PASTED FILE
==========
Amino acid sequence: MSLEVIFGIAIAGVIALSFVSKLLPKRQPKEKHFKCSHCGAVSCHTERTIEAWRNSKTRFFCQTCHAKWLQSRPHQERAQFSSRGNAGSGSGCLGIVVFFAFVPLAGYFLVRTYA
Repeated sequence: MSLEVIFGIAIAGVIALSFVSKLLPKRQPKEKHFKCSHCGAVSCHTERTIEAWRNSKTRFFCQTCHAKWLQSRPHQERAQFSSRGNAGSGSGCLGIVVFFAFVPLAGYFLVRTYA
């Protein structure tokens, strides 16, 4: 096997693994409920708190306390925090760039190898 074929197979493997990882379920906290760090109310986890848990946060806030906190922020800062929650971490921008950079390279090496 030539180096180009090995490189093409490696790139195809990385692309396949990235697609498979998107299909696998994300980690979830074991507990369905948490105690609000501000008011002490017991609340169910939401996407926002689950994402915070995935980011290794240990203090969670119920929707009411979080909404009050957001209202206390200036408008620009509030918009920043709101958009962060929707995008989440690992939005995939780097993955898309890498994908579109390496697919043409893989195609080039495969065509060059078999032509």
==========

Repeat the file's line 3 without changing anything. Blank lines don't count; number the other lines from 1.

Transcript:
């Protein structure tokens, strides 16, 4: 096997693994409920708190306390925090760039190898 074929197979493997990882379920906290760090109310986890848990946060806030906190922020800062929650971490921008950079390279090496 030539180096180009090995490189093409490696790139195809990385692309396949990235697609498979998107299909696998994300980690979830074991507990369905948490105690609000501000008011002490017991609340169910939401996407926002689950994402915070995935980011290794240990203090969670119920929707009411979080909404009050957001209202206390200036408008620009509030918009920043709101958009962060929707995008989440690992939005995939780097993955898309890498994908579109390496697919043409893989195609080039495969065509060059078999032509």